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Human Papillomavirus Vaccine

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by McCoy K

(HPV Vaccine)

 

What Is Human Papillomavirus?

Human papillomaviruses (HPV) are a group of more than 100 viruses.
Certain types of HPV can cause genital warts, which are growths or bumps that appear:
  • On the vulva
  • In or around the vagina or anus
  • On the cervix
  • On the penis, scrotum, groin, or thigh
Some strains of HPV are linked to cervical cancer. Although it is less common, some strains are linked to cancers of the vulva, anus, throat, or penis.
HPV is easily spread during oral, genital, or anal sex with an infected partner.
Many people will be exposed to a form of HPV at some point in their lives. Not all will become infected or develop symptoms.
 

What Other Ways Can HPV Be Prevented Besides Vaccination?

Avoiding physical contact with an infected sexual partner is the only way to completely prevent the spread of a genital HPV infection. Latex condoms may help reduce the spread. However, condoms are not 100% effective because they do not cover the entire genital area.
Other preventive measures include:
 


WHERE CAN I GET MORE INFORMATION?

National Cancer Institute
http://www.cancer.gov

Vaccine and Immunizations
Centers for Disease Control and Prevention
http://www.cdc.gov

 

References


Carter JR, Ding Z, et al. HPV infection and cervical disease: a review. Aust N Z J Obstet Gynaecol. 2011;51(2):103-108.


Heffernan ME, Garland SM, et al. Global reduction of cervical cancer with human papillomavirus vaccines: insights from the hepatitis B virus vaccine experience. Sex Health. 2010;7(3):383-390.


HPV vaccine (Cervarix): What you need to know. Centers for Disease Control and Prevention website. Available at: http://www.cdc.gov/vaccines/hcp/vis/vis-statements/hpv-cervarix.html. Updated May 5, 2011. Accessed May 31, 2013.


HPV vaccine (Gardasil): What you need to know. Centers for Disease Control and Prevention website. Available at: http://www.cdc.gov/vaccines/hcp/vis/vis-statements/hpv-gardasil.html. Updated May 17, 2013. Accessed May 31, 2013.


Human papillomavirus vaccine. EBSCO DynaMed website. Available at: https://dynamed.ebscohost.com/about/about-us. Updated May 7, 2013. Accessed May 31, 2013.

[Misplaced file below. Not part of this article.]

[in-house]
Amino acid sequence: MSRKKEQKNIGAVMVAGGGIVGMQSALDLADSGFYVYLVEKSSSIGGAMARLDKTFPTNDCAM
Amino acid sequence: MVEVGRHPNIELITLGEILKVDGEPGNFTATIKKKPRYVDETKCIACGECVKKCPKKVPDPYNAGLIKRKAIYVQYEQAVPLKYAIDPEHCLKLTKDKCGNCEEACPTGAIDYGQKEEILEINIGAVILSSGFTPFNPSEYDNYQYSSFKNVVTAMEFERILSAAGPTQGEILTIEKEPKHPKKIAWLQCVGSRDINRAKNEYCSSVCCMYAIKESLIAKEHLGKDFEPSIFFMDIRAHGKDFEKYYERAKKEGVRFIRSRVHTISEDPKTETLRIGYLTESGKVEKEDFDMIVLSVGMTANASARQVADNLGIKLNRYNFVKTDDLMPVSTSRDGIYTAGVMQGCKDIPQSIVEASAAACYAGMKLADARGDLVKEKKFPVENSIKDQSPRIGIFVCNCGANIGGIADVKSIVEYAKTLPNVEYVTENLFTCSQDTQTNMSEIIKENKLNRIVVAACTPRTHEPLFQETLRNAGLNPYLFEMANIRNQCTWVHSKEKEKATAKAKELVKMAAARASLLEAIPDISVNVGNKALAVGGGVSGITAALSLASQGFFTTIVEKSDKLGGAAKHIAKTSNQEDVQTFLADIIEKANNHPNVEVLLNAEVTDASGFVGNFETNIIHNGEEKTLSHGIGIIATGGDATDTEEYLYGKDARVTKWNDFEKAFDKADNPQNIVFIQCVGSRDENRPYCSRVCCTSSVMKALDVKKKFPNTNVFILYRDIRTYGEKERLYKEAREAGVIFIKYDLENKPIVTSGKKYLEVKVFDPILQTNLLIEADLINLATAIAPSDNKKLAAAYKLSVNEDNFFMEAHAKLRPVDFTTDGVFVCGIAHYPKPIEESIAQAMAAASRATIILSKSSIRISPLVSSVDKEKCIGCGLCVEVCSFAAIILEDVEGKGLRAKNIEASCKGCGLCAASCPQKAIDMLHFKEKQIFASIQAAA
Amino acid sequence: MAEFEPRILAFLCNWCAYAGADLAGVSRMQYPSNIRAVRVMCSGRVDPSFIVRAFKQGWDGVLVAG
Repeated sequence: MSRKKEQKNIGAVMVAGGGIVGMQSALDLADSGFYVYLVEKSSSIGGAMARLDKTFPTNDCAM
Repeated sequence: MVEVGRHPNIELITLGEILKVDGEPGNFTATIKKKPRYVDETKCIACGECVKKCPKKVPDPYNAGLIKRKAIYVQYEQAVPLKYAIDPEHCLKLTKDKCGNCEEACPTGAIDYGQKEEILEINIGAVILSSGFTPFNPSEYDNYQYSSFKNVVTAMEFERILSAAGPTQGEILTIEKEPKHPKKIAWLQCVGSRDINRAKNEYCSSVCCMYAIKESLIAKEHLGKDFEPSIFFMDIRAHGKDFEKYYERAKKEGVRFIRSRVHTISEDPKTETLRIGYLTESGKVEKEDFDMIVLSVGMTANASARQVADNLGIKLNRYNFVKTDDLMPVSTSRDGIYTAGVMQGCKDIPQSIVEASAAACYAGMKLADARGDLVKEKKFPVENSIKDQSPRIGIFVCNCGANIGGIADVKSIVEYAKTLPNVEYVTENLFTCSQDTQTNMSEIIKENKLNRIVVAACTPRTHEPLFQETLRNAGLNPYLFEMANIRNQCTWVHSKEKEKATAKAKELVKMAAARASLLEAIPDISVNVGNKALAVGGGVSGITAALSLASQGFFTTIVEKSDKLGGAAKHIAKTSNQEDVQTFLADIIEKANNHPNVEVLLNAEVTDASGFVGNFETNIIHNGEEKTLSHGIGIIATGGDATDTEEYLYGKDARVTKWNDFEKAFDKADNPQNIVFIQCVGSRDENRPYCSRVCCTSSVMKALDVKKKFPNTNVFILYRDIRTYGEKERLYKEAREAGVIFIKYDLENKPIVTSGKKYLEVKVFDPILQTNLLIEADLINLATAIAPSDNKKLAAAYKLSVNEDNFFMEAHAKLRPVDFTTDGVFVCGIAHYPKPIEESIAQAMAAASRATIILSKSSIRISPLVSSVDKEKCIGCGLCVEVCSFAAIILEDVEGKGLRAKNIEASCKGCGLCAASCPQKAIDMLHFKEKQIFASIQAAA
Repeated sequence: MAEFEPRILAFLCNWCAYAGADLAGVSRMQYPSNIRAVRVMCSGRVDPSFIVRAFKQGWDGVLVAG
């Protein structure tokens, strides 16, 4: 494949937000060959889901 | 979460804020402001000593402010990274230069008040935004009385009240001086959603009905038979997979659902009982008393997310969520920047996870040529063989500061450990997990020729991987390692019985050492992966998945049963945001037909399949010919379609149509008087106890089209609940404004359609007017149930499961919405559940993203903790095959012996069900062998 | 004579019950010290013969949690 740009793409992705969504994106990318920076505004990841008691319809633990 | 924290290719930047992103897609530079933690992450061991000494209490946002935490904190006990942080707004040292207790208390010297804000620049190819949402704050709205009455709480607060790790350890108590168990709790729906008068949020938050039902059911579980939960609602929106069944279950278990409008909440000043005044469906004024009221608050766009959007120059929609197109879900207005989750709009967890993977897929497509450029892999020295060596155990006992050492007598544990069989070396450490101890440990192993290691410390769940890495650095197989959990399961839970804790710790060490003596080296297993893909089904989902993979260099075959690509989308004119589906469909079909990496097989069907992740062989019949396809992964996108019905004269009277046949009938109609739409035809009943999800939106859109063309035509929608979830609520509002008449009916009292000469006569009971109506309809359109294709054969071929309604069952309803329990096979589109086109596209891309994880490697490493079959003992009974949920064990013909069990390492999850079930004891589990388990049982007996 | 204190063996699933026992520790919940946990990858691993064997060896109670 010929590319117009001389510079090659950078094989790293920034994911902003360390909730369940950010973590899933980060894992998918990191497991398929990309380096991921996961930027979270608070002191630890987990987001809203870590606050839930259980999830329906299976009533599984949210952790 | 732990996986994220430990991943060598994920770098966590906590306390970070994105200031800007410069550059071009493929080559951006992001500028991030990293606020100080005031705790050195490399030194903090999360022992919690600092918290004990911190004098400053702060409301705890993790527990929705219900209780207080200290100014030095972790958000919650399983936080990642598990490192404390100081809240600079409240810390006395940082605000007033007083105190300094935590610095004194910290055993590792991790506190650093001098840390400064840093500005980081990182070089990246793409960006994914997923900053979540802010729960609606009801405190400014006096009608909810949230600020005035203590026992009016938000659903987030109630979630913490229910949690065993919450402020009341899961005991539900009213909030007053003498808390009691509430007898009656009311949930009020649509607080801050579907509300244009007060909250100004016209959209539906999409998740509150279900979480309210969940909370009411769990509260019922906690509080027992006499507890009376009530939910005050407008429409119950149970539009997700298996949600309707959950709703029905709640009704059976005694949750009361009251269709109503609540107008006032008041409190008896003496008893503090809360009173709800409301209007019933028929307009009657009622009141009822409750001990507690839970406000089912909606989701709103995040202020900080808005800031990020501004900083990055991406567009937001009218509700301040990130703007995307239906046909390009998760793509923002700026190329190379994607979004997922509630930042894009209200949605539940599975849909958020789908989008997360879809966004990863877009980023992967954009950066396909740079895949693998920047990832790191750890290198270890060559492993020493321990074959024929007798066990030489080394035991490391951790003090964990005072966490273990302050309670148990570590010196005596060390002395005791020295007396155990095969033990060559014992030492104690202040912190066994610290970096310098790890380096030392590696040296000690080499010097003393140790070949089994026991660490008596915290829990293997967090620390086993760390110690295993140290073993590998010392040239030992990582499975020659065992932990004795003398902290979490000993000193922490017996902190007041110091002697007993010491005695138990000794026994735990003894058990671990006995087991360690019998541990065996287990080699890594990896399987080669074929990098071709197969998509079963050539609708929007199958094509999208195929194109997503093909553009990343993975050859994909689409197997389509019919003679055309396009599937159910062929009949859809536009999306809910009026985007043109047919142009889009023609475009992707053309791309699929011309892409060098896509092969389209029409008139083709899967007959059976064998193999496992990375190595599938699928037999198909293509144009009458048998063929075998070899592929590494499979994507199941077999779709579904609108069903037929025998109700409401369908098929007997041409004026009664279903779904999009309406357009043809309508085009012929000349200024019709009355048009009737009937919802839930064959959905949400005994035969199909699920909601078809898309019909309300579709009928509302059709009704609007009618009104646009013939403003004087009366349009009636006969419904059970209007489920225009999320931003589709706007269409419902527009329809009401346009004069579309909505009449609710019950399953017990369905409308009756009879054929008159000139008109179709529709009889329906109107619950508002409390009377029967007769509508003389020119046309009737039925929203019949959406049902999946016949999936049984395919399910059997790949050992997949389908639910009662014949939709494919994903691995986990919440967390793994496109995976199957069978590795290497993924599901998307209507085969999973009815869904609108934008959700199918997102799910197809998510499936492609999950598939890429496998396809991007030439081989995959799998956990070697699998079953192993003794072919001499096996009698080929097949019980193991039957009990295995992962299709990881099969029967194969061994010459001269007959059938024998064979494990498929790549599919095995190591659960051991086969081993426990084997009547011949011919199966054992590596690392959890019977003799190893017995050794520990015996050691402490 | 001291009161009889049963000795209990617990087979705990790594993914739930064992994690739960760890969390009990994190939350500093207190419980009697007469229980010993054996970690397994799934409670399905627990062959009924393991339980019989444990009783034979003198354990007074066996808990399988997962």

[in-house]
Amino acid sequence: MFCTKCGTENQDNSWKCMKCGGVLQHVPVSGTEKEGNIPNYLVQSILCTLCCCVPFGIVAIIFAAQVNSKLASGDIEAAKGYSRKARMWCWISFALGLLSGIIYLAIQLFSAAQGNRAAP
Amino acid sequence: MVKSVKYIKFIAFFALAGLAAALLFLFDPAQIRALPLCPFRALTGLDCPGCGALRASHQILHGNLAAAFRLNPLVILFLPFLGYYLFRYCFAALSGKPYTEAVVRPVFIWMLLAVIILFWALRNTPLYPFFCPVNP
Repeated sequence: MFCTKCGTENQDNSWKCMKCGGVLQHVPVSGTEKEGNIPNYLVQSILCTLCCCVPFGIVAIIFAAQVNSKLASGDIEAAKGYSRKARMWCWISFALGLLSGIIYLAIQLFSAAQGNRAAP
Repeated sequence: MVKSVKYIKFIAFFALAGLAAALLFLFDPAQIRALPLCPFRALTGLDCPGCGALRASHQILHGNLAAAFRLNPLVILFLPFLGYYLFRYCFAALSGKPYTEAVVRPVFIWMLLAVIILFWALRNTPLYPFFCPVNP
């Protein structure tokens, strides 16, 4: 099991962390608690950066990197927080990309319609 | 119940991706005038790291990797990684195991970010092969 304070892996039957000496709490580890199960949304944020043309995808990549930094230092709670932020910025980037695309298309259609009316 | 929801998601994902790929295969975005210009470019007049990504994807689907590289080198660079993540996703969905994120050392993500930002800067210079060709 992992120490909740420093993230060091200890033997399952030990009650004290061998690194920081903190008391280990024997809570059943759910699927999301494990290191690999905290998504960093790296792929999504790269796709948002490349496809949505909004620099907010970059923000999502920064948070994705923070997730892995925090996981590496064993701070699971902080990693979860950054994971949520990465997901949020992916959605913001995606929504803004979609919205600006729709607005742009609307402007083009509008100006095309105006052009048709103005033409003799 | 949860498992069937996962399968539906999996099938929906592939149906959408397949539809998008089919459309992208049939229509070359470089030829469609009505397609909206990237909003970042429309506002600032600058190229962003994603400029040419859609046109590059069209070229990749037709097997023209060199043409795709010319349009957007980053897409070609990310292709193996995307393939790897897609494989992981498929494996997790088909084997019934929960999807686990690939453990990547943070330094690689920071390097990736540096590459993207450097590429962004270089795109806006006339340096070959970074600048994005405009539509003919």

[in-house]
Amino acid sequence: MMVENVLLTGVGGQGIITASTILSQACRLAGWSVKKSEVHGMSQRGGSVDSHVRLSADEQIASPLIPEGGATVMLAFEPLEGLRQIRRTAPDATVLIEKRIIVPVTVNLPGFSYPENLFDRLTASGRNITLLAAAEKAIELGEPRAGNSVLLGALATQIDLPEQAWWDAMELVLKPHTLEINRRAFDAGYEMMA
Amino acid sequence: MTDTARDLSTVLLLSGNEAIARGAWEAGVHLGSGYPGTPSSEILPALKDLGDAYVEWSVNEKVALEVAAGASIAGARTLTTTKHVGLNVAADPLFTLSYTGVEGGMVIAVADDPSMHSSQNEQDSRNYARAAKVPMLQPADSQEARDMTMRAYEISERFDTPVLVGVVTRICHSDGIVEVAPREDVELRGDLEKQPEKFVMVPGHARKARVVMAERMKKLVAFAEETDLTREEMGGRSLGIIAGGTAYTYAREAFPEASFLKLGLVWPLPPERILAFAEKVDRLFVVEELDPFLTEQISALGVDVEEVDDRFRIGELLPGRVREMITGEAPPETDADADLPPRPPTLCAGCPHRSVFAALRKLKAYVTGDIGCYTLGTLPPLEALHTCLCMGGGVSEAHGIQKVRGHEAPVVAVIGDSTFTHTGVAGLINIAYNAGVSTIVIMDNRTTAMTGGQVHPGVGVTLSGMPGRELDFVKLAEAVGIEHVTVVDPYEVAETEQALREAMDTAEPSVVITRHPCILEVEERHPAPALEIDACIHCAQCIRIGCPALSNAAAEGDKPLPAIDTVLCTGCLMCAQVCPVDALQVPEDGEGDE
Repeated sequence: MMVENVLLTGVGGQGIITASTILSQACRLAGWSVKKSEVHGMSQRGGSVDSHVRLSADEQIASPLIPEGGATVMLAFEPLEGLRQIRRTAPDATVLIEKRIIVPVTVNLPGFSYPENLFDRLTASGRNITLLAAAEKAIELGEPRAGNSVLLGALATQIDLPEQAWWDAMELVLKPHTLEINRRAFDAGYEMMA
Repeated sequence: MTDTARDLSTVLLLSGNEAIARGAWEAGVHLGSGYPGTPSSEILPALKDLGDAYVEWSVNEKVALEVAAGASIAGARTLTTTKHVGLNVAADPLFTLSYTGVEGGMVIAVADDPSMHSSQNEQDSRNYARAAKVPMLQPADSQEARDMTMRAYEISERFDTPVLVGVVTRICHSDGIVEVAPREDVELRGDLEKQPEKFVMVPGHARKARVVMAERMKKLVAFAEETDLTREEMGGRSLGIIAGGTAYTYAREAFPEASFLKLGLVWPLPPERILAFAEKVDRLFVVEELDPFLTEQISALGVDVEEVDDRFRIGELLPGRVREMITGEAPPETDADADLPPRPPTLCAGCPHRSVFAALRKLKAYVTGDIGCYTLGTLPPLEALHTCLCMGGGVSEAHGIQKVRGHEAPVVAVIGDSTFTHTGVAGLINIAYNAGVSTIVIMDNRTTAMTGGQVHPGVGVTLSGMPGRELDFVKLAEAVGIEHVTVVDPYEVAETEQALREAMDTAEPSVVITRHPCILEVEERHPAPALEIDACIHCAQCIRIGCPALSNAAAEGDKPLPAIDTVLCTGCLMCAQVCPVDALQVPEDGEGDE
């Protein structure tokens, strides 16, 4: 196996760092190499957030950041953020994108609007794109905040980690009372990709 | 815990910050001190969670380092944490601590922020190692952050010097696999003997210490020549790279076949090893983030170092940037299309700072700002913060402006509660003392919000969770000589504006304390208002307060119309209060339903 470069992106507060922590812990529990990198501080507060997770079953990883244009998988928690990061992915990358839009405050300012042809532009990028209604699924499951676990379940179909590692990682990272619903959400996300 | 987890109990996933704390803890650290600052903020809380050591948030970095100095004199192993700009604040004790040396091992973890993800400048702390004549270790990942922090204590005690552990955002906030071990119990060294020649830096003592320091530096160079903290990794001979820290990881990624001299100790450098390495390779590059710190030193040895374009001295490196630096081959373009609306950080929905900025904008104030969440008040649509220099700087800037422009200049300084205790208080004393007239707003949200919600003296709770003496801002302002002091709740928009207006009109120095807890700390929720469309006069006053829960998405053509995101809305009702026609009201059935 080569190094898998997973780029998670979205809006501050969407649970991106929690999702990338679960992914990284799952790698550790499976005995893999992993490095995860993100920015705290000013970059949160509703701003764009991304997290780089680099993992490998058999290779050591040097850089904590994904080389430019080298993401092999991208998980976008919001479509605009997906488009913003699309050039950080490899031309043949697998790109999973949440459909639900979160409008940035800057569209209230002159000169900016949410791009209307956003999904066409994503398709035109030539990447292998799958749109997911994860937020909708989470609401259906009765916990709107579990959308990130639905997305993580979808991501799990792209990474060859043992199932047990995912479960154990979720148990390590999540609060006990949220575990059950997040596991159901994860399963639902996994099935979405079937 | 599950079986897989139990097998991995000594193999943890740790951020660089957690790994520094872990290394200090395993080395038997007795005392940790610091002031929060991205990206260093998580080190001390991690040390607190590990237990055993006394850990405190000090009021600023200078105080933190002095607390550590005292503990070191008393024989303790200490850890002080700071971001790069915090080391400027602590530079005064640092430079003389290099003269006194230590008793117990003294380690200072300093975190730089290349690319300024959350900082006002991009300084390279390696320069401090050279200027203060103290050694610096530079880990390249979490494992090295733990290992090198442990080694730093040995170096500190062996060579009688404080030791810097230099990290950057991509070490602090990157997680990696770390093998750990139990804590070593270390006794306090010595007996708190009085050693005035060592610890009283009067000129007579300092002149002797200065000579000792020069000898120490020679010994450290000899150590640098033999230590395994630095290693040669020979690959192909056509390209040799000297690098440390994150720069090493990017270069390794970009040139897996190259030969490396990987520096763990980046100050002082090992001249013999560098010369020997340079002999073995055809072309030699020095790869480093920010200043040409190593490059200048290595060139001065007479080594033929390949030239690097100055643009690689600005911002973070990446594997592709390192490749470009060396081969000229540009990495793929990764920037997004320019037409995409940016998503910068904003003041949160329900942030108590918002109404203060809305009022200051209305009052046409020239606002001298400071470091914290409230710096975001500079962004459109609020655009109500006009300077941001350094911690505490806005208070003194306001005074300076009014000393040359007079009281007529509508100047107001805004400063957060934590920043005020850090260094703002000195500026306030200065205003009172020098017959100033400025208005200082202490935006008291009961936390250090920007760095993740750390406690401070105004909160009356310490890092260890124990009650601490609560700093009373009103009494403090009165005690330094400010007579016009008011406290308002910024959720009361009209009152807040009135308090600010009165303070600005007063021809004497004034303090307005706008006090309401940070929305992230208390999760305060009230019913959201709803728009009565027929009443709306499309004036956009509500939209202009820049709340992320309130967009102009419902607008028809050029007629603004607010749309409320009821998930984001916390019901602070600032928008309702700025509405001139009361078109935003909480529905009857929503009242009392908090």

Immunization schedules. Centers for Disease Control and Prevention website. Available at: http://www.cdc.gov/vaccines/schedules/index.html . Updated January 29, 2013. Accessed May 31, 2013.


United States Centers for Disease Control and Prevention. FDA licensure of quadrivalent human papillomavirus vaccine (HPV4, Gardasil) for use in males and guidance from the Advisory Committee on Immunization Practices (ACIP). Morbidity and Mortality Weekly Report. 2010;59(20):630-632.


Workowski KA, Berman S, Centers for Disease Control and Prevention. Sexually Transmitted Diseases Treatment Guidelines, 2010. MMWR. 2010;59(No. RR-12):1-110.


5/18/2007 DynaMed's Systematic Literature Surveillance https://dynamed.ebscohost.com/about/about-us: The FUTURE II Study Group. Quadrivalent vaccine against human papillomavirus to prevent high-grade cervical lesions. N Engl J Med . 2007;356:1915-1927.


10/23/2009 DynaMed's Systematic Literature Surveillance https://dynamed.ebscohost.com/about/about-us: FDA approves new indication for Gardasil to prevent genital warts in men and boys. US Food and Drug Administration website. Available at: http://www.fda.gov/NewsEvents/Newsroom/PressAnnouncements/ucm187003.htm. Updated April 17, 2013. Accessed May 31, 2013.


1/19/2010 DynaMed's Systematic Literature Surveillance https://dynamed.ebscohost.com/about/about-us: Recommended immunization schedules for persons aged 0 Through 18 years—United States, 2010. MMWR. 2010;58(51&52):1-4.


6/4/2010 DynaMed's Systematic Literature Surveillance https://dynamed.ebscohost.com/about/about-us: FDA licensure of bivalent human papillomavirus vaccine (HPV2, Cervarix) for use in females and updated HPV vaccination recommendations from the Advisory Committee on Immunization Practices (ACIP). MMWR. 2010;59(20):626-629.


1/4/2011 DynaMed's Systematic Literature Surveillance https://dynamed.ebscohost.com/about/about-us: US Food and Drug Administration. Gardasil approved to prevent anal cancer. US Food and Drug Administration website. Available at: http://www.fda.gov/NewsEvents/Newsroom/PressAnnouncements/ucm237941.htm. Updated April 18, 2013. Accessed May 31, 2013.

 

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